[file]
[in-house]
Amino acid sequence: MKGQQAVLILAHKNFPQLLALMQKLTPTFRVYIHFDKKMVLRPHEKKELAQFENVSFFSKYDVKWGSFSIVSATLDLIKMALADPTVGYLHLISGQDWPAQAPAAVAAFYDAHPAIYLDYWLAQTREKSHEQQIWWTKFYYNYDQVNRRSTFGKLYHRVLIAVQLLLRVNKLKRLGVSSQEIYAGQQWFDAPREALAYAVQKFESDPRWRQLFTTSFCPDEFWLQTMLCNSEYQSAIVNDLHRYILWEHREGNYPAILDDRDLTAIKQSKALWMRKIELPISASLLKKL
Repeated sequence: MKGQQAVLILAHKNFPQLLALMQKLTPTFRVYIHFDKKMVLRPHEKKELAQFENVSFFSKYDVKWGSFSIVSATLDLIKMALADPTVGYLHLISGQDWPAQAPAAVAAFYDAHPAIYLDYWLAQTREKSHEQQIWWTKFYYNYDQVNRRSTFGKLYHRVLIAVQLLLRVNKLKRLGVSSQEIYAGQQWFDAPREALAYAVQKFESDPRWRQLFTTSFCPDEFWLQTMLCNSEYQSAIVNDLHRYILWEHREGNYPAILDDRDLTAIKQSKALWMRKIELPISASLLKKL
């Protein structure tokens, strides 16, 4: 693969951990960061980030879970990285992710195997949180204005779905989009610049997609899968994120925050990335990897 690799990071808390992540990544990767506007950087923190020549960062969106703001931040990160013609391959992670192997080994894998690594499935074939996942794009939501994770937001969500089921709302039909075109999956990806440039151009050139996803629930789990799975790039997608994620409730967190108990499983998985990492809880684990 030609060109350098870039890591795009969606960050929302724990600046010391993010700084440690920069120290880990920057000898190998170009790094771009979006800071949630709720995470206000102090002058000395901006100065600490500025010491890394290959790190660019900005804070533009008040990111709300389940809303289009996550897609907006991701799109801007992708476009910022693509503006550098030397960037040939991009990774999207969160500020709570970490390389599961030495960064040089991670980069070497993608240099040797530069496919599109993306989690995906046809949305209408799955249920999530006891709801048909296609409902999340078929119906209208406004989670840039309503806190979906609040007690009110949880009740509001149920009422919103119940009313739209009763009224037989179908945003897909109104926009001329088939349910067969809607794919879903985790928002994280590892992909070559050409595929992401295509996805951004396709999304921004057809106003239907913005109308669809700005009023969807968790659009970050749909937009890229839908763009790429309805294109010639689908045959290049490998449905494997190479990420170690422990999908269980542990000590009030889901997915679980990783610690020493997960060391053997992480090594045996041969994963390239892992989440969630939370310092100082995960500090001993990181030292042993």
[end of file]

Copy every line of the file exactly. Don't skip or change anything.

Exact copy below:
[in-house]
Amino acid sequence: MKGQQAVLILAHKNFPQLLALMQKLTPTFRVYIHFDKKMVLRPHEKKELAQFENVSFFSKYDVKWGSFSIVSATLDLIKMALADPTVGYLHLISGQDWPAQAPAAVAAFYDAHPAIYLDYWLAQTREKSHEQQIWWTKFYYNYDQVNRRSTFGKLYHRVLIAVQLLLRVNKLKRLGVSSQEIYAGQQWFDAPREALAYAVQKFESDPRWRQLFTTSFCPDEFWLQTMLCNSEYQSAIVNDLHRYILWEHREGNYPAILDDRDLTAIKQSKALWMRKIELPISASLLKKL
Repeated sequence: MKGQQAVLILAHKNFPQLLALMQKLTPTFRVYIHFDKKMVLRPHEKKELAQFENVSFFSKYDVKWGSFSIVSATLDLIKMALADPTVGYLHLISGQDWPAQAPAAVAAFYDAHPAIYLDYWLAQTREKSHEQQIWWTKFYYNYDQVNRRSTFGKLYHRVLIAVQLLLRVNKLKRLGVSSQEIYAGQQWFDAPREALAYAVQKFESDPRWRQLFTTSFCPDEFWLQTMLCNSEYQSAIVNDLHRYILWEHREGNYPAILDDRDLTAIKQSKALWMRKIELPISASLLKKL
């Protein structure tokens, strides 16, 4: 693969951990960061980030879970990285992710195997949180204005779905989009610049997609899968994120925050990335990897 690799990071808390992540990544990767506007950087923190020549960062969106703001931040990160013609391959992670192997080994894998690594499935074939996942794009939501994770937001969500089921709302039909075109999956990806440039151009050139996803629930789990799975790039997608994620409730967190108990499983998985990492809880684990 030609060109350098870039890591795009969606960050929302724990600046010391993010700084440690920069120290880990920057000898190998170009790094771009979006800071949630709720995470206000102090002058000395901006100065600490500025010491890394290959790190660019900005804070533009008040990111709300389940809303289009996550897609907006991701799109801007992708476009910022693509503006550098030397960037040939991009990774999207969160500020709570970490390389599961030495960064040089991670980069070497993608240099040797530069496919599109993306989690995906046809949305209408799955249920999530006891709801048909296609409902999340078929119906209208406004989670840039309503806190979906609040007690009110949880009740509001149920009422919103119940009313739209009763009224037989179908945003897909109104926009001329088939349910067969809607794919879903985790928002994280590892992909070559050409595929992401295509996805951004396709999304921004057809106003239907913005109308669809700005009023969807968790659009970050749909937009890229839908763009790429309805294109010639689908045959290049490998449905494997190479990420170690422990999908269980542990000590009030889901997915679980990783610690020493997960060391053997992480090594045996041969994963390239892992989440969630939370310092100082995960500090001993990181030292042993």